Gemma Firewalker Lite Sneakers - Adafruit Industries · PDF file 2018. 8. 22. ·...

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Transcript of Gemma Firewalker Lite Sneakers - Adafruit Industries · PDF file 2018. 8. 22. ·...

  • Gemma Firewalker Lite Sneakers Created by Becky Stern

    Last updated on 2020-10-02 07:43:09 PM EDT

  • Overview Build your own flashy footwear! This project is a major upgrade to our popular Firewalker Sneakers ( tutorial, but this time using GEMMA and a vibration sensor to trigger animations on the LED strip encircling the soles of your new favorite sneakers.

    GEMMA didn't exist yet when we first made the Firewalkers!

    Before you begin, you should read up on the following prerequisite guides:

    Introducing Gemma M0 guide ( or Introducing GEMMA guide ( NeoPixel Uberguide ( Battery Powering Your Wearable Electronics ( Adafruit Guide to Excellent Soldering (

    For this project you will need:

    2x Gemma M0 ( or Gemma v2 ( Microcontrollers 2x Medium vibration sensor ( (you could try fast ( and slow ( varieties as well) 2x 500mAh lipoly batteries ( and at least one charger ( 4x Pack of mini NeoPixels ( (16-20 pixels for one pair of shoes) 2m of 60/m NeoPixel strip in white ( or black ( 26awg ( and 30awg ( silicone coated stranded wire in color(s) of your choice Sewing needle and thread access to a 3D printer and flexible filament for battery pockets (try 3D hubs ( for local printers) Soldering tools and supplies ( Permatex 66B silicone adhesive (tube ( or powerbead can ( Latex or nitrile gloves Scissors Rubber bands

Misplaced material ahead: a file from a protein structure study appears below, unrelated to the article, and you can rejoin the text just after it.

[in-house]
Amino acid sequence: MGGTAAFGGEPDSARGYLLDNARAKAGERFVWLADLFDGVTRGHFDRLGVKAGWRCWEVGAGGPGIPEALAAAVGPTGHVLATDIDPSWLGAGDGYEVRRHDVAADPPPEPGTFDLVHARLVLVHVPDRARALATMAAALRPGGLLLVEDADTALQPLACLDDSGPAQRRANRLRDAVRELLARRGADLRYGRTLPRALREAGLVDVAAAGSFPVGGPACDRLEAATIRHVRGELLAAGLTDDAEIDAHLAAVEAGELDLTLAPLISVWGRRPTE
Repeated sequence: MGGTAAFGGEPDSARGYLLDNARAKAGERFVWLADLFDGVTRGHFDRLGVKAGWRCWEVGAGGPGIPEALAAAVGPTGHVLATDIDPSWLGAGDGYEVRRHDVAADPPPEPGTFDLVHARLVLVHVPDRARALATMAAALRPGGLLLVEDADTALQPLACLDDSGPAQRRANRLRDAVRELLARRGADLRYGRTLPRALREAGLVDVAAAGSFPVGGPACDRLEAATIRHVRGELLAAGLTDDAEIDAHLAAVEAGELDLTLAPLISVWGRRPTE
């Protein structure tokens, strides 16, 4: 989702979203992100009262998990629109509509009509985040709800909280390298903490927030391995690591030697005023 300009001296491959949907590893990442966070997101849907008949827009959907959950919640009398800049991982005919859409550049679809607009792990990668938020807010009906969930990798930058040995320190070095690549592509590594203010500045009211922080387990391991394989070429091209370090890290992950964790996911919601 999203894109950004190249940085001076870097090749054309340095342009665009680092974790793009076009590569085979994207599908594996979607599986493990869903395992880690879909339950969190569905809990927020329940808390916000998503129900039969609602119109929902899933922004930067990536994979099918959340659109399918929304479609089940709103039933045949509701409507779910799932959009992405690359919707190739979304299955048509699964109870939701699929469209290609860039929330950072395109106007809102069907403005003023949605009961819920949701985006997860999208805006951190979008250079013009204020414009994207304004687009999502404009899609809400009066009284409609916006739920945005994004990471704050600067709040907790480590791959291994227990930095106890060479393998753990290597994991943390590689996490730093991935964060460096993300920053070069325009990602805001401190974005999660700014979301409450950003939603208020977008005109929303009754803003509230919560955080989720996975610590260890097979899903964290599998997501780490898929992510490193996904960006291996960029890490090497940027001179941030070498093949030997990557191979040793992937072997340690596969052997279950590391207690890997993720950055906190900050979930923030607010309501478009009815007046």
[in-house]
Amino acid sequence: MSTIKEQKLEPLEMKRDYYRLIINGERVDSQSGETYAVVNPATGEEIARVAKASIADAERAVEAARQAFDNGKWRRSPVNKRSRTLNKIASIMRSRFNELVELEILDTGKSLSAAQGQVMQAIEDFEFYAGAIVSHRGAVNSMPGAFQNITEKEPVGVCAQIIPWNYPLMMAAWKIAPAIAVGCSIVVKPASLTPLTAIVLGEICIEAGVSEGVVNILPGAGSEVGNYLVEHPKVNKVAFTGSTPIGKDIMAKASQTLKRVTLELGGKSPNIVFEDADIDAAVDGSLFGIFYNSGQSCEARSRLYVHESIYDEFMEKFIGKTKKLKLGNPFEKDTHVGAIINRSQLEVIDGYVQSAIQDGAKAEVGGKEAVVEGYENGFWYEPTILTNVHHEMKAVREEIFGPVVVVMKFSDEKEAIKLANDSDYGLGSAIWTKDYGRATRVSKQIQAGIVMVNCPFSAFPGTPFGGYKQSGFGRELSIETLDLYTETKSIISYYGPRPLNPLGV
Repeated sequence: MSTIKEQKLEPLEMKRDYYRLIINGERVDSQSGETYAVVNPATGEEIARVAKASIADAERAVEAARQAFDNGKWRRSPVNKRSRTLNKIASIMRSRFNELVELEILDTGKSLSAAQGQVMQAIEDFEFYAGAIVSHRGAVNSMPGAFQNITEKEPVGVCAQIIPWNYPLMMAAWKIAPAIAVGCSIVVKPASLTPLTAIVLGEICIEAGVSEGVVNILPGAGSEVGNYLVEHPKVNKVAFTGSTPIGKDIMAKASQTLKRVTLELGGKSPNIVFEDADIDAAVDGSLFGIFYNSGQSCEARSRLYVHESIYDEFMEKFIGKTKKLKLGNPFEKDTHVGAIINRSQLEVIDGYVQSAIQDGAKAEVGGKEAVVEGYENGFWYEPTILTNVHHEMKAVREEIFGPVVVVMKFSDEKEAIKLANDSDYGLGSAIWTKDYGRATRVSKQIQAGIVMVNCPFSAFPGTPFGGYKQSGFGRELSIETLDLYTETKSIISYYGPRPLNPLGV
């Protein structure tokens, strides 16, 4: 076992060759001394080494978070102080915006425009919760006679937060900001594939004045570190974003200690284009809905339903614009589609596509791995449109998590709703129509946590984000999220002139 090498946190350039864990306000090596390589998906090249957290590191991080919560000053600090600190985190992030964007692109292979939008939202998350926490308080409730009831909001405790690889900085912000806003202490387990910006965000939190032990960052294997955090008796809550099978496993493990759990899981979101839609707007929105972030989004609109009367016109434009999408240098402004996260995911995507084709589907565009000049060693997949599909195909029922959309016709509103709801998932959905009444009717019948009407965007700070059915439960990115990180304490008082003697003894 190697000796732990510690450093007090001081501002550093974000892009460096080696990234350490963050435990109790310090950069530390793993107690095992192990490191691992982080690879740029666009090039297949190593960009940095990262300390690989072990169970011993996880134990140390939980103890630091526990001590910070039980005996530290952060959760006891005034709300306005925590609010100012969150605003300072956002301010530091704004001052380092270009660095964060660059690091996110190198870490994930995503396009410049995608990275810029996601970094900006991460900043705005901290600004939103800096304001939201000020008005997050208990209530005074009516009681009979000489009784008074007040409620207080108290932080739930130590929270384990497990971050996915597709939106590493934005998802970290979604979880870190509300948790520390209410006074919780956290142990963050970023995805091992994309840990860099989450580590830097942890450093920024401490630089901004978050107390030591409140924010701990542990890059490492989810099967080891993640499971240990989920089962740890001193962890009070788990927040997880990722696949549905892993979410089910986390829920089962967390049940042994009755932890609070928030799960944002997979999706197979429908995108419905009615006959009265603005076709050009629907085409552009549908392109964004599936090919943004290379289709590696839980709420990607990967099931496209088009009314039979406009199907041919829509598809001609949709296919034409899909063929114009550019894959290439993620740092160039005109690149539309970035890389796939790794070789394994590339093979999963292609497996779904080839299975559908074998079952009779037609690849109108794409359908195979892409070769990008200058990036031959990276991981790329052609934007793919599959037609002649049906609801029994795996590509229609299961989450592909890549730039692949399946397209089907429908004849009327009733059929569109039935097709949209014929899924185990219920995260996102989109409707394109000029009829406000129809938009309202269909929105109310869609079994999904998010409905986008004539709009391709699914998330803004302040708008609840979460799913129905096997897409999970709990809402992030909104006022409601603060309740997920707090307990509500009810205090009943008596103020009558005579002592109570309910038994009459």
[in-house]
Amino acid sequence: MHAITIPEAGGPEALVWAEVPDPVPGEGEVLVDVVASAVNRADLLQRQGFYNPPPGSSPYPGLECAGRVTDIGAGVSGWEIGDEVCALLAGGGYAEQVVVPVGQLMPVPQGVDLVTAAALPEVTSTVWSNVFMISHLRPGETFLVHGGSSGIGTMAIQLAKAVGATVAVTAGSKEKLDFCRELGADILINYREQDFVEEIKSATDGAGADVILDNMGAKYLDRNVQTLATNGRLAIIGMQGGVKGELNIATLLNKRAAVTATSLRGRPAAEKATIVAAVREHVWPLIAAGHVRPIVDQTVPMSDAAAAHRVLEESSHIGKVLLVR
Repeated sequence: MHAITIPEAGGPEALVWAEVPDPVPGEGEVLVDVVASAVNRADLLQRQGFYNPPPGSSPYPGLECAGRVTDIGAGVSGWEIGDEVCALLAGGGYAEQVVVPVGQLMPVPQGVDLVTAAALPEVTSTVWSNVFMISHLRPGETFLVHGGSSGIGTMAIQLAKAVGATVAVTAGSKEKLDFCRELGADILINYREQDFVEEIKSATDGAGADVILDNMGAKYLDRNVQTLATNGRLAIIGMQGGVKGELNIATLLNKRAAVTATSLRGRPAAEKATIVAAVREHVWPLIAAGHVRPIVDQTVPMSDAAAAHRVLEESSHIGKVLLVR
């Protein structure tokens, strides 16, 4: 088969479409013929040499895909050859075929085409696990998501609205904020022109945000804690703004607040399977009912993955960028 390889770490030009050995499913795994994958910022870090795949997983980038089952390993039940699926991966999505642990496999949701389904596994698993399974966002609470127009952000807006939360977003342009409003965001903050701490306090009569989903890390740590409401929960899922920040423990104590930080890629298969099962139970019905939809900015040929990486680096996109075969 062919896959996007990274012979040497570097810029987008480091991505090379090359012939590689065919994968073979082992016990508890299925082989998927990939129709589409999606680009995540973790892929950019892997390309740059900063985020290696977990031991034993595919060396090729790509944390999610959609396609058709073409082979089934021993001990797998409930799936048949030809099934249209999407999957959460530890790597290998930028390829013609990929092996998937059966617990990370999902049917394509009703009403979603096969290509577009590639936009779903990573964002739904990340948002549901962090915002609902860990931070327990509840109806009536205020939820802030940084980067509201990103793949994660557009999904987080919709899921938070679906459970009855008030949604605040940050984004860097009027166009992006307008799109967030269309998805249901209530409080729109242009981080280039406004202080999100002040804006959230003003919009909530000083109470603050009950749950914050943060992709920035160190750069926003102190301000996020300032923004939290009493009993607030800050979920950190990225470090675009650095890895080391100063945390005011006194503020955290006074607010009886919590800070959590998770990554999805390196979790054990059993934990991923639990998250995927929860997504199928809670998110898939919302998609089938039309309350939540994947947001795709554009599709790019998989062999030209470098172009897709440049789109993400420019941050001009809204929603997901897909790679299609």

This guide was written for the Gemma v2 board, but can be done with either the Gemma v2 or M0 Gemma. We recommend the Gemma M0 as it is easier to use and is more compatible with modern computers!�

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    file:///firewalker-led-sneakers file:///adafruit-gemma-m0/ file:///adafruit-neopixel-uberguide file:///battery-powering-wearable-electronics file:///adafruit-guide-excellent-soldering file:///adafruit-guide-excellent-soldering

  • Video for gifs by Mike Farino (

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  • Circuit Diagram

    The vibration sensor connects to Gemma's D0 and the remaining pin to GND.

    The Neopixels are being controlled from Gemma's D1 with and are also connected to Gemma's Vout (+) and GND (-).

    This diagram uses the Gemma v2 but you can also use the Gemma M0 with the exact same wiring!�

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  • Prepare NeoPixel Strips NeoPixel Strip is made of a flex PCB material that’s meant to curve around surfaces, but it’s not designed to bend laterally. On the original Firewalkers, the bend at the toe was vulnerable to breakage. They would break after a few times of wearing them, so we wanted to provide a way to mitigate that problem— the solution we came up with is to replace the bendiest parts of the strip with a homemade strip constructed of individual pixels and stranded wire, with extra slack for lateral bending. The result is much more labor-intensive than the original, so be warned! It requires delicate soldering of close-together parts and may not be suitable for beginners! You can always glue the strips on as in the original, then upgrade to this new method once the strip breaks…

    Wrap your NeoPixel strip around the sole of your shoe to determine the appropriate length, then cut it to size.

    Preferably with your shoe on and laced up, bend the shoe at the toe and mark the bendiest parts— we’ll be creating a more flexible section of NeoPixel strip to cover these areas. Hold the NeoPixel strip to the shoe sole again to see where your marks intersect with the strip, and mark down the pixel numbers for the sections to be replaced. For our mens’ size 10.5 sneakers, these were pixels 19-23 and 35-39. Also note how many pixels make up the toe section (35- 23=12 pixels around the toe).